Technology campuses and cities

A study on the relation between innovation and the built environment at the urban area level

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This thesis examines the development of technology campuses and their role in stimulating innovation. The main result of this thesis is a model for understanding and managing the relationship between the built environment and innovation at the urban area level. This model developed mainly throughout an inductive approach in two core studies. The first is an exploratory research that uncovers and positions the link between innovation and the built environment by using inputs from theory (literature review) and empirical evidence (survey of 39 technology campuses). The second is an explanatory research that clarifies the relationship between innovation and the built environment based on empirical evidence in the practice of campus development (theory building from case studies).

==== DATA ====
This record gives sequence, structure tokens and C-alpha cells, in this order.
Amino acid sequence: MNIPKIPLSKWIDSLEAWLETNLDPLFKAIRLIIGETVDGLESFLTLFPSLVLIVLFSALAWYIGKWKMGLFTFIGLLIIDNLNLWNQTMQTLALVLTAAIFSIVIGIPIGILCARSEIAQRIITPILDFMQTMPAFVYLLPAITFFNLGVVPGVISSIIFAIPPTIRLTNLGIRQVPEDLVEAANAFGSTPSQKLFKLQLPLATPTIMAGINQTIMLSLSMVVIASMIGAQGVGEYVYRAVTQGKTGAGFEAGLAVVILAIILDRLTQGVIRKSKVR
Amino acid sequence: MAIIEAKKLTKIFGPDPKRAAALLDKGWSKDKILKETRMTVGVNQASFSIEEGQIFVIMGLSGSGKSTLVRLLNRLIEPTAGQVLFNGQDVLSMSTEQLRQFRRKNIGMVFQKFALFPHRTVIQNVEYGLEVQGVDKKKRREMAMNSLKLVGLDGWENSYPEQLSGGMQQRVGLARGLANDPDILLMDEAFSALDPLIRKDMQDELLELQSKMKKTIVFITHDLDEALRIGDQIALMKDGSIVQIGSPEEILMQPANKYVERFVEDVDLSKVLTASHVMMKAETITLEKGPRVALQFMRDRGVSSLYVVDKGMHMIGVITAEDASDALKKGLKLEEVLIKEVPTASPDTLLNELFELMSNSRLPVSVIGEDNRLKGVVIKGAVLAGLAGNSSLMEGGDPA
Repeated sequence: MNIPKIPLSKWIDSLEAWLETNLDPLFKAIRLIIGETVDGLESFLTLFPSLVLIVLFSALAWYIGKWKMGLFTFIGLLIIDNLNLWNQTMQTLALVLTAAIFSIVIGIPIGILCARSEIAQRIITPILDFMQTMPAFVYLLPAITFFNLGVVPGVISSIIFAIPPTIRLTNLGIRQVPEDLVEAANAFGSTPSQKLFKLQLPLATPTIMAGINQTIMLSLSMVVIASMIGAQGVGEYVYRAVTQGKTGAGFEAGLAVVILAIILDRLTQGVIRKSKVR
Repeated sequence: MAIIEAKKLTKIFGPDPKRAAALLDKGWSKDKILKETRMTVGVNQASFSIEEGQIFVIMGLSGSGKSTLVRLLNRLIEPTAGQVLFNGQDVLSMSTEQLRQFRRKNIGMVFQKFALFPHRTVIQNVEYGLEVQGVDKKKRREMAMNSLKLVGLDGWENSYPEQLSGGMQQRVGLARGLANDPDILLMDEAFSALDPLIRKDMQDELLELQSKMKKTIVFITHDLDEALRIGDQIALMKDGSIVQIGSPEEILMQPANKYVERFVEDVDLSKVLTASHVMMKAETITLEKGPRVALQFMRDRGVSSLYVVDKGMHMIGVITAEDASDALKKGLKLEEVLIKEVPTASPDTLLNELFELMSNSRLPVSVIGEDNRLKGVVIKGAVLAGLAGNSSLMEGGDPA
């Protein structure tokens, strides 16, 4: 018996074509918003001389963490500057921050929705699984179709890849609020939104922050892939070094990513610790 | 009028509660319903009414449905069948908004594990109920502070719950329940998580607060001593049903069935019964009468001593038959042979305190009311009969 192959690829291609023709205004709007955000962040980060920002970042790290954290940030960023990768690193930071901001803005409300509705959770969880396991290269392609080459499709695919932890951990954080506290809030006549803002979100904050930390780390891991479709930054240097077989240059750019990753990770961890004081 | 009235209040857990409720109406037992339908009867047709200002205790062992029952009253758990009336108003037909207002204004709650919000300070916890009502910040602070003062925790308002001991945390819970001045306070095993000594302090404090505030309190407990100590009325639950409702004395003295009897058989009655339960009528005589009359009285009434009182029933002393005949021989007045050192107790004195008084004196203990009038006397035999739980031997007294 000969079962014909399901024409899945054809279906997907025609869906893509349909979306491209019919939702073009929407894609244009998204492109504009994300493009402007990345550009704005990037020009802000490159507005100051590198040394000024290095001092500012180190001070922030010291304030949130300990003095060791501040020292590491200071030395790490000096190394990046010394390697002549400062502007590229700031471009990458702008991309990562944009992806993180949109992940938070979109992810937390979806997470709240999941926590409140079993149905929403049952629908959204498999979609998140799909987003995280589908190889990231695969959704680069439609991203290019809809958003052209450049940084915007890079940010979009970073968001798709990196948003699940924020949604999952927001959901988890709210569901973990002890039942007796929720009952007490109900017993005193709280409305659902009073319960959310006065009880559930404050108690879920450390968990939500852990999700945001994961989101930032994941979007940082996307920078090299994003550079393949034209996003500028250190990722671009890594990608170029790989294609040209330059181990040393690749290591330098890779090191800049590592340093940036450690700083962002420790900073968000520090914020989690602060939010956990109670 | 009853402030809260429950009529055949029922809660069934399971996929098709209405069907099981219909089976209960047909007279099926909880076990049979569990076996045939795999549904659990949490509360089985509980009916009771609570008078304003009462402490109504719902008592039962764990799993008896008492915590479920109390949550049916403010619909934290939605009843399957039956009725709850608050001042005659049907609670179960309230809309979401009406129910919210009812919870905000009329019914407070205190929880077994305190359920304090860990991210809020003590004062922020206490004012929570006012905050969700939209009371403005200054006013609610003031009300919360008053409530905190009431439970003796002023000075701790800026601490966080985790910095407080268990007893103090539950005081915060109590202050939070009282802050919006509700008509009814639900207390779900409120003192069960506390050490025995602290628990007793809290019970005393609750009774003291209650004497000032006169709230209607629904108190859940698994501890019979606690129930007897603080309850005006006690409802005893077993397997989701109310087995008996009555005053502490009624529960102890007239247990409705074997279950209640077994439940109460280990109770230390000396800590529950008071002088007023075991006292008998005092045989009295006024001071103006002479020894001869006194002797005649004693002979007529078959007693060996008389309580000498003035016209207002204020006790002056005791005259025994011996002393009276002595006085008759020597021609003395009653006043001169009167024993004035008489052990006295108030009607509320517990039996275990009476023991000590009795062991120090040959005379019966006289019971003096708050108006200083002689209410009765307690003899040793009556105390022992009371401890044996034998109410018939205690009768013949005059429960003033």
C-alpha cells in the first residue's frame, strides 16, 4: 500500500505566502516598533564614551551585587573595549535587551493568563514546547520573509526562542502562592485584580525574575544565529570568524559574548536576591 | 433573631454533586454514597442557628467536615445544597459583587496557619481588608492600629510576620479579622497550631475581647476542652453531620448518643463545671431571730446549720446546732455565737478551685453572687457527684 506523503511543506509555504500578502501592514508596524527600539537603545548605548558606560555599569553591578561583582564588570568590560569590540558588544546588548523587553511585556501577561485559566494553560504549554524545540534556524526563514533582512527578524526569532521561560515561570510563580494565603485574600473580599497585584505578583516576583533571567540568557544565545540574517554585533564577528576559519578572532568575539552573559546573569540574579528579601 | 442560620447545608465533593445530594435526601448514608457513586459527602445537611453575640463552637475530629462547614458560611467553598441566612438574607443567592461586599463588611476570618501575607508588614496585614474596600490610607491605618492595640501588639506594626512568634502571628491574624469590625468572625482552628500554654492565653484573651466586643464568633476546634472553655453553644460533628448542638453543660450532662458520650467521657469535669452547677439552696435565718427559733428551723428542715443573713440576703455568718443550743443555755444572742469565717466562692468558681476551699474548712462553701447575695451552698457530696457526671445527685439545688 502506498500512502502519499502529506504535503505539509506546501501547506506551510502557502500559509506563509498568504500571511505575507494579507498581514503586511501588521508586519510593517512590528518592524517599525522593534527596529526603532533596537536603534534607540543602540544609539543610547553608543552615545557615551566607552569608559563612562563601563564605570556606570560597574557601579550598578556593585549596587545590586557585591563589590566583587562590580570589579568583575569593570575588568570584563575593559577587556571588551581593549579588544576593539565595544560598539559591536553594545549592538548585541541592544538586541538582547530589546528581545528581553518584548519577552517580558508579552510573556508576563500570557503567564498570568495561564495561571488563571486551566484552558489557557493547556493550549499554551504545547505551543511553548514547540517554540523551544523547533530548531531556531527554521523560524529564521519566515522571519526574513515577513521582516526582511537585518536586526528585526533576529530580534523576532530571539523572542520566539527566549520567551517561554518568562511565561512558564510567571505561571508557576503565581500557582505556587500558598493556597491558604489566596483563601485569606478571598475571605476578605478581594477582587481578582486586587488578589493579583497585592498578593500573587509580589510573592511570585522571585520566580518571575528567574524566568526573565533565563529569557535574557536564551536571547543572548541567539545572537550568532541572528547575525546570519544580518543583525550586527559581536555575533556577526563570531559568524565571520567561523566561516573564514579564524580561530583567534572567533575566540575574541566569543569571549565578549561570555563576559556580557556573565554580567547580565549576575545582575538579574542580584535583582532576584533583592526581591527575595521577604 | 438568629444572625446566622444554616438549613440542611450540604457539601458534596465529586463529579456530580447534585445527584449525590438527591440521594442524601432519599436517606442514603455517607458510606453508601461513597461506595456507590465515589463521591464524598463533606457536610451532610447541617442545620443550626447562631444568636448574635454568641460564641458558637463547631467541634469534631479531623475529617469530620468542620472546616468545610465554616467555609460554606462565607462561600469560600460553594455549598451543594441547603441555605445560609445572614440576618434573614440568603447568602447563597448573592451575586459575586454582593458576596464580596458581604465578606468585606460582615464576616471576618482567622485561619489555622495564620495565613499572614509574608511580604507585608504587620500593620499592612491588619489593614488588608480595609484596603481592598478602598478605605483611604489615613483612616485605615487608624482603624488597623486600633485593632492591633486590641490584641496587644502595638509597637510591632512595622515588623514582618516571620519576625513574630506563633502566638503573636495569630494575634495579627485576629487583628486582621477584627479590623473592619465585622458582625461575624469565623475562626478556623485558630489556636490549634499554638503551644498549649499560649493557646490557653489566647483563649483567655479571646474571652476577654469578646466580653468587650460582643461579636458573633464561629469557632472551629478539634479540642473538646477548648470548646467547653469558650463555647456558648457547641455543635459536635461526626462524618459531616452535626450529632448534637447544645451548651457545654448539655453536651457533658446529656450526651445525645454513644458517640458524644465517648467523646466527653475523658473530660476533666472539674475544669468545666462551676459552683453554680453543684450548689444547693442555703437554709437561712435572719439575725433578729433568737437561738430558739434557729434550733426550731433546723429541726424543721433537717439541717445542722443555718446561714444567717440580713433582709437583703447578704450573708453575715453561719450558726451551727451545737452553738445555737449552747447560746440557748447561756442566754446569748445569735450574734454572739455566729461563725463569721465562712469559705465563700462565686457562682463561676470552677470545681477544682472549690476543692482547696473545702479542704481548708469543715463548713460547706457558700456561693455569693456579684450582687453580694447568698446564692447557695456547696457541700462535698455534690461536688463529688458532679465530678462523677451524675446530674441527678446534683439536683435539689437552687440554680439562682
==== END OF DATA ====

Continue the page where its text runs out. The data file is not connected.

In this model, the built environment is a catalyst for innovation in technology campuses demonstrated by location decisions and interventions facilitating five interdependent conditions required for innovation in particular contexts. The empirical evidence supporting the model is structured and converted into information available to decision makers involved in the development of technology campuses. The so-called ‘campus decision maker Toolbox’ provides instruments that guide planners, designers and managers of campuses and cities during different stages of campus development.
In theory, findings strengthen existing theoretical concepts connecting the fields of corporate real estate management, urban studies in the knowledge-based economy and economic geography. In practice, this understanding encourages the efficient and effective use of the many resources required to develop technology campuses.